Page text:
angle finder for ground glass focusing?

Discussion in 'Camera Building, Repairs & Modification' started by chachi, Mar 31, 2009.

  1. chachi

    chachi Member

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    i'm making a kind of weird camera and what i'd like to do is mount a long loupe or an angle finder in such a way that i'll be able to focus off a ground glass from outside the camera. ideally the glass will be mounted inside the camera and the end of the viewing device will protrude from the body. looking at loupes, it seems as if there really aren't any longer than the horseman, which is just too expensive. but i can find a ton of angle finders for various cameras all over for not much more than $30.

    my question is whether this will work. if i just butt the end of the finder up against the ground glass, is this enough, or is there some sort of special coupling that needs to take place.

    ideas? thanks.
     
  2. Christopher Walrath

    Christopher Walrath Subscriber

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    It would probably be best if you could find an adapter or fashion a coupler of some sort. What is your GG housing going to made from? You might even be able to fab some notches on you GG frame and have slots cut into your finder for a DIY fix. Knowing moreaboutthe camera and desired aesthetics might help some. My $0.02.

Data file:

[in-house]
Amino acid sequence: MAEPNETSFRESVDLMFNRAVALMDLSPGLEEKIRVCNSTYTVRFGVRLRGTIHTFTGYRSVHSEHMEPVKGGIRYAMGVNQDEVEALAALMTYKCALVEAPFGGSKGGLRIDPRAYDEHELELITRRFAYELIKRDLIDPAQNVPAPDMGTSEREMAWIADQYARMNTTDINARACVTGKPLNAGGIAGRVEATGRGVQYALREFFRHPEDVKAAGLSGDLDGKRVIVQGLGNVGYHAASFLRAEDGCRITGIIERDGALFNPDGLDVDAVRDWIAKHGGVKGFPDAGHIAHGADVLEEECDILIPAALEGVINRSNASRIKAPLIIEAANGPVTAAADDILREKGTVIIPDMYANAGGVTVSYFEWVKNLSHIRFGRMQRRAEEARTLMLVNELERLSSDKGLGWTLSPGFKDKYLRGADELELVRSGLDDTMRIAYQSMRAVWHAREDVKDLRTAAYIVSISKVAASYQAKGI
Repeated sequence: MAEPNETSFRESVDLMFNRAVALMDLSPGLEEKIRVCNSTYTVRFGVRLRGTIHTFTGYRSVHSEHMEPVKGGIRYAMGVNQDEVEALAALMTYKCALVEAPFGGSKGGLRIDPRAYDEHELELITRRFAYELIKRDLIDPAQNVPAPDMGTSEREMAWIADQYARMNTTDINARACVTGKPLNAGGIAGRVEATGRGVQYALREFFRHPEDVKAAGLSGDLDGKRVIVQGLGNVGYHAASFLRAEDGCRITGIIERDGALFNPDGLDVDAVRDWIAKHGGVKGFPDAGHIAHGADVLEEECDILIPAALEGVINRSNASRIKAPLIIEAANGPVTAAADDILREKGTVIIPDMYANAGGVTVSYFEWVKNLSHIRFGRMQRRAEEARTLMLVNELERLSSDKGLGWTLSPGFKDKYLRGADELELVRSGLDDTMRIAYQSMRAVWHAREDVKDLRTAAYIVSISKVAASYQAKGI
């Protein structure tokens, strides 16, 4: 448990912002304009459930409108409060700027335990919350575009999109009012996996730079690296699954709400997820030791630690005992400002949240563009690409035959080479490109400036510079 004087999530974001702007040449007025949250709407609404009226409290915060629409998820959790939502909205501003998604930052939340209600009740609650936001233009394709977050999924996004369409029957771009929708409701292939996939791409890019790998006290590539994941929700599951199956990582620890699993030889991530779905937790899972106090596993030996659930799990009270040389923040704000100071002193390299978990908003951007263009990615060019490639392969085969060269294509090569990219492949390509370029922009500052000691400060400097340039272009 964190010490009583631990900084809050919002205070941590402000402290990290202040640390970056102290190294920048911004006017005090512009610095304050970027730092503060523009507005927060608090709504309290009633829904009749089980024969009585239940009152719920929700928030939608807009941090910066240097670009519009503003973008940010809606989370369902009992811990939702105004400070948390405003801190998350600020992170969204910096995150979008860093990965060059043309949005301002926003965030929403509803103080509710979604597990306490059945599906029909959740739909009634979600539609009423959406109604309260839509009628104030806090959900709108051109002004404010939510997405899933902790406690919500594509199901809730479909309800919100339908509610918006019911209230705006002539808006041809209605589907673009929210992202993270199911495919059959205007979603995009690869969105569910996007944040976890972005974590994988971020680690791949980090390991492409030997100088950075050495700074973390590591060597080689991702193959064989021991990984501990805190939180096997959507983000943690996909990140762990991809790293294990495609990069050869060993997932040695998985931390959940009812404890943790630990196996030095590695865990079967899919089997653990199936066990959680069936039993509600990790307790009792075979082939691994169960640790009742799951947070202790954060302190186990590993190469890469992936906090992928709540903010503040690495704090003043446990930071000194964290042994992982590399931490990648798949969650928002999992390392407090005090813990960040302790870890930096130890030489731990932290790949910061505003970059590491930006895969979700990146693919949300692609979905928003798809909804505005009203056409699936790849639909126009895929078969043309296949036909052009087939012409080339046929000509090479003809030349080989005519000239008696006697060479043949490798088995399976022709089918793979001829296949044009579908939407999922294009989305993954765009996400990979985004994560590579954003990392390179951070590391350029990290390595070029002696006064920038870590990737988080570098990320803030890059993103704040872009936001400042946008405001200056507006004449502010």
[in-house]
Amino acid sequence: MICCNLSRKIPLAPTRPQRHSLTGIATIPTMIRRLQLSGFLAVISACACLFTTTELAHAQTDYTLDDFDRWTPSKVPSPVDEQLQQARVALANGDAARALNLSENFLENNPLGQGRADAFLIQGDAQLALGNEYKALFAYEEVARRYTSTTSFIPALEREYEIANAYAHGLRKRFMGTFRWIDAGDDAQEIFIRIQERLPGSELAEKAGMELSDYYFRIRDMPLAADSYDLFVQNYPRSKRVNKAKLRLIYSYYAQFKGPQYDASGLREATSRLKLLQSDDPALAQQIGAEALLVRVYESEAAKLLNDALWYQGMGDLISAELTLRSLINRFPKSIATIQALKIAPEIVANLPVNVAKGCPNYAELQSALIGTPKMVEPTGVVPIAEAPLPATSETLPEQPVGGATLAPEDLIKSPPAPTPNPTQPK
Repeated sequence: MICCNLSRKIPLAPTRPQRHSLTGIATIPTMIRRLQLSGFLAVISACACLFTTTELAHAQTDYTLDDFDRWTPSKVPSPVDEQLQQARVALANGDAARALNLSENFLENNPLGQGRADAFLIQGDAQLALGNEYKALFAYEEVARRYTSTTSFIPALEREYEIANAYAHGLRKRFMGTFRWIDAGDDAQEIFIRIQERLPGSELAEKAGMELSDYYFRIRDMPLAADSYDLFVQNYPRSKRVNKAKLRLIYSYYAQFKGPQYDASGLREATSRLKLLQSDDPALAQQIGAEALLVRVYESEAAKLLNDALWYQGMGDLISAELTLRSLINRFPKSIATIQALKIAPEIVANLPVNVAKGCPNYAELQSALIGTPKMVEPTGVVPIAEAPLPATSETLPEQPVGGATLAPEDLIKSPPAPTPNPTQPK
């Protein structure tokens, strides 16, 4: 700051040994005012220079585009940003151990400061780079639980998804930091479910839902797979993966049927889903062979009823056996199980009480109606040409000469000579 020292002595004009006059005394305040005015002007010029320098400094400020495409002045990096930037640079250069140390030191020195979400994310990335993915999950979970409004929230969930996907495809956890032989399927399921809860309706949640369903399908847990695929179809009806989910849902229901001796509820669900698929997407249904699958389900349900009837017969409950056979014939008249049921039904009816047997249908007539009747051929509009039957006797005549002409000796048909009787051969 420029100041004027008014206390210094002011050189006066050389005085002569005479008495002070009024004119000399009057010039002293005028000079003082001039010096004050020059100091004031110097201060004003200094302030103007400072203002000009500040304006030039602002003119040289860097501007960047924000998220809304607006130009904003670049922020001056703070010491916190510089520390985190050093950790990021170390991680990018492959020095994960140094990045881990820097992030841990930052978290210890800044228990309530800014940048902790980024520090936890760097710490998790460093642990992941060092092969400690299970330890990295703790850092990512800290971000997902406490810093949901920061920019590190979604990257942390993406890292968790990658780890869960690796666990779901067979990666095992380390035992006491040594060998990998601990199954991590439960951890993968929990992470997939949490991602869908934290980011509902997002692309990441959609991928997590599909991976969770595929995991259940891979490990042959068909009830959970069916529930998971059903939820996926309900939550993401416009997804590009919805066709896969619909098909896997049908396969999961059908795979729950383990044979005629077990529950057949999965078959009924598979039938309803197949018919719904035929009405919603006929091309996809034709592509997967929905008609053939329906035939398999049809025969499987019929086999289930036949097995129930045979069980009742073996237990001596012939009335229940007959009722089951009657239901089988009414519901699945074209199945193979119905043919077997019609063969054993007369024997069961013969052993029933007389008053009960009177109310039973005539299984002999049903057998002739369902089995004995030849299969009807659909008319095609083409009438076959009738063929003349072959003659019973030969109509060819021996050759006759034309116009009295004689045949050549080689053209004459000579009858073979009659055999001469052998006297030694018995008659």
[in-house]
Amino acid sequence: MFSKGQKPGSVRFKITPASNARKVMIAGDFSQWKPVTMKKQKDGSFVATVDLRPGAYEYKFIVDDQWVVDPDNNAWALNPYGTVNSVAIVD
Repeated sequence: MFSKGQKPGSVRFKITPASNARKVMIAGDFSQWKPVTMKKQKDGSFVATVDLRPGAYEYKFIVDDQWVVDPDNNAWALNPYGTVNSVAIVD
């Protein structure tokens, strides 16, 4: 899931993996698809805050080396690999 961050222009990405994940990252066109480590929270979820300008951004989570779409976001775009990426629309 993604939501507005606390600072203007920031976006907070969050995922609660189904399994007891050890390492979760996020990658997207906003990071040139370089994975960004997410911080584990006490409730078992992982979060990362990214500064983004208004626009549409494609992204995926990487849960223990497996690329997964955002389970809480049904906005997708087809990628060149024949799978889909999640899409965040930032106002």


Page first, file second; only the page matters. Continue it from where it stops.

3. chachi

    chachi Member

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    the general idea is a street photographer camera, a similar idea to what joe van cleve has made and documented on the f295 board, only more traditional with the camera mounted on the dev. box. the whole camera body is going to be wood and i have an Ica folder that is going to be mounted on the front and which i won't fully extend. therefore, the focal plane is moved back a couple inches to an internal ground glass. the idea is that i can then move paper or film on and off the glass without having to open the camera. how the glass is secured is completely flexible at this point, but my initial idea was just a wood block sandwich.
     
  4. freygr

    freygr Member

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    The problem I see, is the indexing of the film to the ground glass focal plane. As if the ground glass doesn't move the thickness of the film media would cuase focus problems with lower f numbers.
     
  5. chachi

    chachi Member

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    hmm, an interesting point, but i'm not really worried too much about it. i would like to keep it as flexible a camera as possible, but i expect to be using it mostly in the high numbers.

    it's definitely something to think about though. how would one solve this problem?